Exequien in German are funeral observances, and Heinrich Schütz's Musikalische Exequien, SWV 279, were performed in February 1636 for the funeral of Heinrich Posthumus von Reuss, a prince and diplomat who was a personal friend of the composer. Reuss planned his own funeral down to the last detail, commissioning music from Schütz, providing him with German texts roughly analogous to the Latin requiem mass, and designing his own sarcophagus, which is reproduced in full color in the booklet. Prince Heinrich Reuss XIII even gets an album credit for making it available for a photograph. Various good recordings of this work are available, from Philippe Herreweghe (captures the emotional intensity in the periodic harmonic clashes) to John Eliot Gardiner (very Bachian). Forces deployed range from one voice per part (Weser-Renaissance) to medium-sized groups (the Sixteen) to full choirs or children's choirs. This reading by Lionel Meunier and the multinational group Vox Luminis is also well worth considering. You might think of it as the authentic performance among authentic performances. Meunier deploys two voices per part and draws his soloists from this group in the work's shifting antiphonal structures; there is manuscript evidence that this is the ensemble size Schütz had in mind. The continuo is realized by a small organ and a bass viol, solutions apparently suggested by Schütz himself. The Musikalische Exequien are introduced by other funeral motets and chorales by Schütz and others, setting the stage for the impact of the funeral rite itself and echoing the order of an actual Lutheran service. And the singers get the quality of memorial warmth in the music, which lives up to the comparison in the booklet notes of the Musikalische Exequien with the Brahms German Requiem, Op. 45. There are versions with more spectacularly sharp singing, but few others that seem to fit together as convincingly as this. The performance is strengthened by the ideal acoustics of a small church in the Loire region. Strongly recommended for any Schütz collection. © TiVo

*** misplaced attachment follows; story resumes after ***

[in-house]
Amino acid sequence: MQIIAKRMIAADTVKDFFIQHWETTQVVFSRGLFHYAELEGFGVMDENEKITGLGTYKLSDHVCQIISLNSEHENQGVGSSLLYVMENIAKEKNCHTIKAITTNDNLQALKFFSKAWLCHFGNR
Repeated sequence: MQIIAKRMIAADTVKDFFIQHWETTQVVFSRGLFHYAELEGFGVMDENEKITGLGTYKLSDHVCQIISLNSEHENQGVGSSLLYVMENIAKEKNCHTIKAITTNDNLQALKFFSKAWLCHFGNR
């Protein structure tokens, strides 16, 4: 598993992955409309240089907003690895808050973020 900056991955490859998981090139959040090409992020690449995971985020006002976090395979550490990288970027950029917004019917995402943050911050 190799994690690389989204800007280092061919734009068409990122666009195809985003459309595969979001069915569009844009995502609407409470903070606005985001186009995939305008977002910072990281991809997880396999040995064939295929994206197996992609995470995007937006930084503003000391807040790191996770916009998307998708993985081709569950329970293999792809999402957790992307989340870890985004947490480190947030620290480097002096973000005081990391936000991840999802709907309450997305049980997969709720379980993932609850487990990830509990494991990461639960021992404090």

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Classical - Released October 11, 2010 | Warner Classics

Distinctions Gramophone Record of the Year
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Classical - Released October 6, 2008 | Warner Classics

Distinctions Choc du Monde de la Musique - Gramophone Record of the Year
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Classical - Released April 7, 2008 | harmonia mundi

Distinctions Gramophone Record of the Year
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Classical - Released February 6, 2006 | Warner Classics

Distinctions Gramophone Record of the Year
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Classical - Released January 1, 2006 | Decca Music Group Ltd.

Distinctions Gramophone Record of the Year
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Classical - Released January 1, 2005 | Deutsche Grammophon (DG)

Distinctions Gramophone Record of the Year